Addis Ababa, 28 December 2010 (ECA) – The forthcoming 2011 edition of the Economic Report on Africa (ERA), the annual flagship publication of the Economic Commission for Africa (ECA) and the African Union, will examine the role of the state in governing development, triggering economic transformation, and as a catalyst for sustainable development, according to a statement from ECA’s Economic Development and NEPAD Division (EDND).
The statement says the anticipated report will also provide an opportunity for examining the record of the state in promoting development in Africa, share concrete success stories in Africa and elsewhere as well as recommend concrete actions for sustaining development and promoting economic transformation on the continent.
It says the ultimate goal of the report, on the theme “The role of the state in economic transformation’, is to provide evidence-based and policy-oriented framework for enhancing the role of the state in performing the key tasks necessary for economic transformation in Africa: planning of the development process and the formulation and implementation of relevant development plans and policies.
Evidence from Asia and the West provides the basis for this thematic focus on the role of the state in governing development, said Emmanuel Nnadozie, the Director of EDND, which is anchoring the preparation of the report in collaboration with the African Union.
Nnnadozie said the spectacular transformation of China into a global economic power, a resurgent India and recent interventionist policies of Western governments in addressing the impact of the global crisis have refocused attention on the role of the state in development.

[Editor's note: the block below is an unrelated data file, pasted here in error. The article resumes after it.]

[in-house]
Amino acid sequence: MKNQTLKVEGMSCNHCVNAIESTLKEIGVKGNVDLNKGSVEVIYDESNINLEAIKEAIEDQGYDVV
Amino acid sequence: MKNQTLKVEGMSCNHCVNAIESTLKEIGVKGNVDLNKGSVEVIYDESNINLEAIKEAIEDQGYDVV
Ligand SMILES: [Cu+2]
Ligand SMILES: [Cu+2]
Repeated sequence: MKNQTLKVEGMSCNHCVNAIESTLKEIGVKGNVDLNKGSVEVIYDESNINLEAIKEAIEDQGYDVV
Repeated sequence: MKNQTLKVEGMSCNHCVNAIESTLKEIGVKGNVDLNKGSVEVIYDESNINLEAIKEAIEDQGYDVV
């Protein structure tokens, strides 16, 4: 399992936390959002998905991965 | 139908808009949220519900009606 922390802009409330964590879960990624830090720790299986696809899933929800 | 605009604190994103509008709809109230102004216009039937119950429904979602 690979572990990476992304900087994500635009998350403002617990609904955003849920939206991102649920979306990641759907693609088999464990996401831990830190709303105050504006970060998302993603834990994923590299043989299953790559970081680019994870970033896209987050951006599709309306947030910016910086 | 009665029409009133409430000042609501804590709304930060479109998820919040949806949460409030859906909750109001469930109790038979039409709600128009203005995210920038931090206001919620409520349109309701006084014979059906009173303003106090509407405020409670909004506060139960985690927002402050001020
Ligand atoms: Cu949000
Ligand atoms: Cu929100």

“It is now well-known that the state has played and continues to play a key role in the Chinese economic miracle and even those of Japan, Taiwan and South Korea before it”, he said.
Nnadozie said there was ample evidence to show that East Asia governments used incentives, controls, and mechanisms to spread risk to enable them guide the market processes of resource allocation and achieve different outcomes than would have occurred with either free market or simulated free market policies, including strategic industrial development.
A draft of the report was recently reviewed in Addis Ababa by experts drawn from reputable institutions worldwide. Speaking on behalf of the African Union Commission during the review, Ms. Victoria Egbetayo, AU’s Policy Officer, noted that while Africa had been growing steadily, economic growth is not enough and that what is required is a wholesale transformation of the continent’s societies.
She said the State’s role needs to be enhanced to foster much needed economic and social transformation, correct market imbalances and distortions as well as improve domestic resource mobilization and promoting environmental sustainability.
Egbetayo called on the reviewers to help in shaping the report into a robust analytical and policy instrument with feasible recommendations that can be implemented and speak to the realities of the ordinary African people.
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